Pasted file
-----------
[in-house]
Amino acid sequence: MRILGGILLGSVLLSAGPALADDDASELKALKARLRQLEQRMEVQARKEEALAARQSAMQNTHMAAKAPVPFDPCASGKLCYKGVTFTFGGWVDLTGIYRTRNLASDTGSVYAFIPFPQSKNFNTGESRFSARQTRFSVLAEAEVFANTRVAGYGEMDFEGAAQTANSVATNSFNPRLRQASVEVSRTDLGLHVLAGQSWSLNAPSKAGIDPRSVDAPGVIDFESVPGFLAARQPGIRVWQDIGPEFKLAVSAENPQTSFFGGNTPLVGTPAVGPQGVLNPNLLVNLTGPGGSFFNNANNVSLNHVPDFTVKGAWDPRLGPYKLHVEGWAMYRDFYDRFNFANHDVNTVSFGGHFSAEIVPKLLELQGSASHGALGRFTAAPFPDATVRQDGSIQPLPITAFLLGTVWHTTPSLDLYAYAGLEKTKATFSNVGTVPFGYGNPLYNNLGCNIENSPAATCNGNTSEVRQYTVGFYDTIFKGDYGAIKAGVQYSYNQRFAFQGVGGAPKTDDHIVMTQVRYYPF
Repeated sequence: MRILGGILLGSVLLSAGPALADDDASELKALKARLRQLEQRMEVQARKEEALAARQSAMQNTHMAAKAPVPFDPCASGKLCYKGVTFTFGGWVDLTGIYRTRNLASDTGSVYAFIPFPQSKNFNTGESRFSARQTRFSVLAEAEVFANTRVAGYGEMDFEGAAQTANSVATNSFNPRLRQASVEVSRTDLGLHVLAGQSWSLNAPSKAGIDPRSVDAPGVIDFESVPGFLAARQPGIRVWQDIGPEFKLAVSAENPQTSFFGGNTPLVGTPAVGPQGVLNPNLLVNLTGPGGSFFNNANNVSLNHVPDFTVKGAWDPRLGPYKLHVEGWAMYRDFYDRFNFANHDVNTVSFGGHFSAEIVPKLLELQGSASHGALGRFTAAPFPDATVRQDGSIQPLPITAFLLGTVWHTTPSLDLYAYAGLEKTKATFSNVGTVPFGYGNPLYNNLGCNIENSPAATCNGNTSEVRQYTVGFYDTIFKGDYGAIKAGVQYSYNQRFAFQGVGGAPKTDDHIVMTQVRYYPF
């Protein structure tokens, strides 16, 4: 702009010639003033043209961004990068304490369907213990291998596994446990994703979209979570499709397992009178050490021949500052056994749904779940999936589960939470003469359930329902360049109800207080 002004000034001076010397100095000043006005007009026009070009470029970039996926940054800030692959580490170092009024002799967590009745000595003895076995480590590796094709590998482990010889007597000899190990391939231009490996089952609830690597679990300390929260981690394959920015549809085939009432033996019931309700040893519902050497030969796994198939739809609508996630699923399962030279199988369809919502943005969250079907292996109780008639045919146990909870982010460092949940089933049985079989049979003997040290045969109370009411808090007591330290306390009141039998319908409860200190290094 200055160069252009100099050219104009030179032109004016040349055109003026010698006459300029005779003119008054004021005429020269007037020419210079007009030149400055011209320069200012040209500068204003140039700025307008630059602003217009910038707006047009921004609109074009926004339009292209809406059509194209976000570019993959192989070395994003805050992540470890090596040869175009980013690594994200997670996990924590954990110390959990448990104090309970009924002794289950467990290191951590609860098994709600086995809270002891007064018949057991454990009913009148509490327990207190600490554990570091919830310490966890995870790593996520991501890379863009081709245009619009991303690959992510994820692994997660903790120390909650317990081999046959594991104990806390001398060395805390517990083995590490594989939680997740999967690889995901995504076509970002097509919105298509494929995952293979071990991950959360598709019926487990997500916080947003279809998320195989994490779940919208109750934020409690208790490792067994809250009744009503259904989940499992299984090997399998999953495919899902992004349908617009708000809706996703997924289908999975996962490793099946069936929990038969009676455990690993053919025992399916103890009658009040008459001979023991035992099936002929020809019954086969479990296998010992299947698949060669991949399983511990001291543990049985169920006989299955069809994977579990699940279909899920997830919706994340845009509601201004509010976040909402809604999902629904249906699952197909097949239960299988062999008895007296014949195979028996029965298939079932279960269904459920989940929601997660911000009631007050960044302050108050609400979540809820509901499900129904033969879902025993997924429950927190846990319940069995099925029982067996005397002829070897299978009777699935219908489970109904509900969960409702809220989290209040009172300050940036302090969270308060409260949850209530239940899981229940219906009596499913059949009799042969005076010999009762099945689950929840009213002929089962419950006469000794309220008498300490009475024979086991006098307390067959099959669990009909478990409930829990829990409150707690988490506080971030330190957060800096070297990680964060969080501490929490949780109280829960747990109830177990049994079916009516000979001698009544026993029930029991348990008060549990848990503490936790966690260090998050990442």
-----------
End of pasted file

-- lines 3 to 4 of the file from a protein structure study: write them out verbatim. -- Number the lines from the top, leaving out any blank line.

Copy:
Repeated sequence: MRILGGILLGSVLLSAGPALADDDASELKALKARLRQLEQRMEVQARKEEALAARQSAMQNTHMAAKAPVPFDPCASGKLCYKGVTFTFGGWVDLTGIYRTRNLASDTGSVYAFIPFPQSKNFNTGESRFSARQTRFSVLAEAEVFANTRVAGYGEMDFEGAAQTANSVATNSFNPRLRQASVEVSRTDLGLHVLAGQSWSLNAPSKAGIDPRSVDAPGVIDFESVPGFLAARQPGIRVWQDIGPEFKLAVSAENPQTSFFGGNTPLVGTPAVGPQGVLNPNLLVNLTGPGGSFFNNANNVSLNHVPDFTVKGAWDPRLGPYKLHVEGWAMYRDFYDRFNFANHDVNTVSFGGHFSAEIVPKLLELQGSASHGALGRFTAAPFPDATVRQDGSIQPLPITAFLLGTVWHTTPSLDLYAYAGLEKTKATFSNVGTVPFGYGNPLYNNLGCNIENSPAATCNGNTSEVRQYTVGFYDTIFKGDYGAIKAGVQYSYNQRFAFQGVGGAPKTDDHIVMTQVRYYPF
């Protein structure tokens, strides 16, 4: 702009010639003033043209961004990068304490369907213990291998596994446990994703979209979570499709397992009178050490021949500052056994749904779940999936589960939470003469359930329902360049109800207080 002004000034001076010397100095000043006005007009026009070009470029970039996926940054800030692959580490170092009024002799967590009745000595003895076995480590590796094709590998482990010889007597000899190990391939231009490996089952609830690597679990300390929260981690394959920015549809085939009432033996019931309700040893519902050497030969796994198939739809609508996630699923399962030279199988369809919502943005969250079907292996109780008639045919146990909870982010460092949940089933049985079989049979003997040290045969109370009411808090007591330290306390009141039998319908409860200190290094 200055160069252009100099050219104009030179032109004016040349055109003026010698006459300029005779003119008054004021005429020269007037020419210079007009030149400055011209320069200012040209500068204003140039700025307008630059602003217009910038707006047009921004609109074009926004339009292209809406059509194209976000570019993959192989070395994003805050992540470890090596040869175009980013690594994200997670996990924590954990110390959990448990104090309970009924002794289950467990290191951590609860098994709600086995809270002891007064018949057991454990009913009148509490327990207190600490554990570091919830310490966890995870790593996520991501890379863009081709245009619009991303690959992510994820692994997660903790120390909650317990081999046959594991104990806390001398060395805390517990083995590490594989939680997740999967690889995901995504076509970002097509919105298509494929995952293979071990991950959360598709019926487990997500916080947003279809998320195989994490779940919208109750934020409690208790490792067994809250009744009503259904989940499992299984090997399998999953495919899902992004349908617009708000809706996703997924289908999975996962490793099946069936929990038969009676455990690993053919025992399916103890009658009040008459001979023991035992099936002929020809019954086969479990296998010992299947698949060669991949399983511990001291543990049985169920006989299955069809994977579990699940279909899920997830919706994340845009509601201004509010976040909402809604999902629904249906699952197909097949239960299988062999008895007296014949195979028996029965298939079932279960269904459920989940929601997660911000009631007050960044302050108050609400979540809820509901499900129904033969879902025993997924429950927190846990319940069995099925029982067996005397002829070897299978009777699935219908489970109904509900969960409702809220989290209040009172300050940036302090969270308060409260949850209530239940899981229940219906009596499913059949009799042969005076010999009762099945689950929840009213002929089962419950006469000794309220008498300490009475024979086991006098307390067959099959669990009909478990409930829990829990409150707690988490506080971030330190957060800096070297990680964060969080501490929490949780109280829960747990109830177990049994079916009516000979001698009544026993029930029991348990008060549990848990503490936790966690260090998050990442």